Imagine you are in a room with no door, how do you get out?
In every interactive story, there is always an unspoken deal between the creator and the player. The expression “play the game” couldn’t be more appropriate: the player accepts to follow a set of rules to make the game work. This mechanism isn’t quite different from what’s happening at a pen and paper role-play table: the player projects himself in a character, which enables him to act inside an imaginary universe following a preestablished rule-set.
The game master’s or, for us, the designer’s job is to allow the interaction to take place without breaking the cohesion of the game universe. If this equilibrium may appear to be quite fragile, it can also surprise us by its stability.
The answer is: “stop imagining”.
If anything breaks this unspoken deal, the illusion, or “the suspension of disbelief” ceases immediately and the game doesn’t work anymore. The real game, all in all, is to pretend for an instant that it’s not a game at all, that the strings of the puppets, as crude as they may be, are really invisible.
Imaginez que vous êtes dans une pièce sans issue. Comment pouvez-vous vous échapper?
Dans le cadre d’une narration interactive, il y a une sorte de pacte tacite entre le créateur et le joueur. L’expression “jouer le jeu” ne saurait être plus appropriée : le joueur accepte de se plier aux règles imposées par le cadre ludique. Le mécanisme est finalement très proche de ce qu’il se passe à une table de jeu de rôle: le joueur se projette dans un personnage qui lui permet d’agir au sein d’un univers imaginaire par l’intermédiaire d’un ensemble de règle pré-établies.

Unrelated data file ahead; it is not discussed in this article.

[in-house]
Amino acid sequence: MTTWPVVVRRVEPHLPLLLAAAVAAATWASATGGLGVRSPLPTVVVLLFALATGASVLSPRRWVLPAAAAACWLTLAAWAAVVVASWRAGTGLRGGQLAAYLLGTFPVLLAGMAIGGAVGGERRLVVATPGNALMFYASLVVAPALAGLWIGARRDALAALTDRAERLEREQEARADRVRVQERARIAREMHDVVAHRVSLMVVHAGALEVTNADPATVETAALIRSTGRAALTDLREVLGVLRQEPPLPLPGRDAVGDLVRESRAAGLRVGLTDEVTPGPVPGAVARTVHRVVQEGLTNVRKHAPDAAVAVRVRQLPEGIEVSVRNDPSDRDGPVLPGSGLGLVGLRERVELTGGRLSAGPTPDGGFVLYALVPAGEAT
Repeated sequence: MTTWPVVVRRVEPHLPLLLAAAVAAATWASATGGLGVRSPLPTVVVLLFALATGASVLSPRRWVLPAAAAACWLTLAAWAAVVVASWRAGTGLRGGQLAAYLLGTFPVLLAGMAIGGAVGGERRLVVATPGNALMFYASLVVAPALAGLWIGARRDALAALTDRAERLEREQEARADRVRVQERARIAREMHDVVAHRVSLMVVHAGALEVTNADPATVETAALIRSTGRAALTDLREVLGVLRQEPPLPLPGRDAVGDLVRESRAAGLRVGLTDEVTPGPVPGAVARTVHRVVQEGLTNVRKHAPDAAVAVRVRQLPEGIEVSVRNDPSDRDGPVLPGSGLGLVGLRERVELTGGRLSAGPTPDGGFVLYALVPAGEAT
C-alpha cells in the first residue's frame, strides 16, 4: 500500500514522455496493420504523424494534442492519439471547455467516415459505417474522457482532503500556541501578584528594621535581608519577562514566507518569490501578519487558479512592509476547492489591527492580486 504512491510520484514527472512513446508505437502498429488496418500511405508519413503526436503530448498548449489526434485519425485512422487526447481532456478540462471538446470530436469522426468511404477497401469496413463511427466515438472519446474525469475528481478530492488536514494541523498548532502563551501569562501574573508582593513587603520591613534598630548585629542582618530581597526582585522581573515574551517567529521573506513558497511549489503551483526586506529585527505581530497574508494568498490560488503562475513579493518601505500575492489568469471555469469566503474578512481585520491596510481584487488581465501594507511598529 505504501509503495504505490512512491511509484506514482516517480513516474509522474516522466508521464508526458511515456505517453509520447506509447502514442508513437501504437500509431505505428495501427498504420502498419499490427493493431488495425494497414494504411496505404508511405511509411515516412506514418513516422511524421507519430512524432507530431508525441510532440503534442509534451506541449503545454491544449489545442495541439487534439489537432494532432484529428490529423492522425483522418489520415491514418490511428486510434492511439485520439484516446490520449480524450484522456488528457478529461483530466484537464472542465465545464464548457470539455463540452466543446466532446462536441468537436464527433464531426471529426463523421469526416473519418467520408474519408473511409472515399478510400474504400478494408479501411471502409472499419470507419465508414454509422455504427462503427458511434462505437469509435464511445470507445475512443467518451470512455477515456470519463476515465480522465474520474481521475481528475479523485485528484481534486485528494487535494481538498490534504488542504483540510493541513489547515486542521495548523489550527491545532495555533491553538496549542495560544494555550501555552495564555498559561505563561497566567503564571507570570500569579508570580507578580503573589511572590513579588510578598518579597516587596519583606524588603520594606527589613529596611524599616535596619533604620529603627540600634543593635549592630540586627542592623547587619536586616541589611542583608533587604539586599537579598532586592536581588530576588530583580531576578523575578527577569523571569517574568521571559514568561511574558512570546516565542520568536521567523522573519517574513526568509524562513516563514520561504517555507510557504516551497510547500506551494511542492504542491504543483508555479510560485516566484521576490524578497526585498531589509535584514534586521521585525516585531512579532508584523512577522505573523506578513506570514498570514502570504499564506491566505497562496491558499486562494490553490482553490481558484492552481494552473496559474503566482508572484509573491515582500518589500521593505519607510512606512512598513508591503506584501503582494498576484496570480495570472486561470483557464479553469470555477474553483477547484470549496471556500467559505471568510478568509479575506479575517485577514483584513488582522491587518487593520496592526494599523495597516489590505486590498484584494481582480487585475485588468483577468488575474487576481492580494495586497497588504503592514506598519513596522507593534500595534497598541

Le maître de jeu, ou, ici, le designer, s’emploie à permettre l’interaction en maintenant la cohérence de l’univers mis en place. Si l’équilibre peut paraître fragile par certains cotés, il est pourtant parfois d’un stabilité surprenante.
La réponse est : “arrêtez d’imaginer”.
Si quelque chose vient briser ce pacte tacite, l’illusion, ou la “suspension de l’incrédulité” cesse immédiatement et le jeu ne fonctionne plus. Le jeu consiste à prétendre quelques instants qu’on ne voit plus que c’est un jeu; que les ficelles des marionnettes, aussi grossières soient-elles, sont réellement invisibles.
I think this might be the best place to say this. I am going to assume that there will be things to collect in this game, just like there were clues to collect in echoes. The main thing that broke the immersion whithin Echoes was finding clues. While it was not a problem in the game’s first chapter, the second and fifth chapter had a few small clues that would blend so well into the environment that I would end up having to press on every part of the screen until I found it. Specifically, there was a cigarette in episode 2, outside the Raymond’s hideout that even when I knew where it was supposed to be, I could not see at all, and a lighter in episode 5 that was in the bank, but was completely indistinguishable from the other background items on the front desk. The first chapter handled clues perfectly, as they would appear more “real” than the background. In the episodes after that, however, they would generally look the same. This wasn’t a problem when you knew what you were looking for, but random clues were sometimes too time-consuming to find, and for me, there is nothing worse than being uncertain of whether something went wrong and a clue didn’t show up, or if there is indeed a clue that I didn’t find after 15 minutes. Hopefully, if Along the Edge has clues (or something equivalent to clues), they will stand out form the environment in the way that chapter one of Echoes did. I just thought it might be useful to tell you about this as a player, because a player is the one most likely to find something that will break immersion.
glad you’ve found us. 🙂
Thanks for the input, but there won’t be a “hidden object” mechanic in this game.
We really hope you’ll it like as much as you liked Echoes.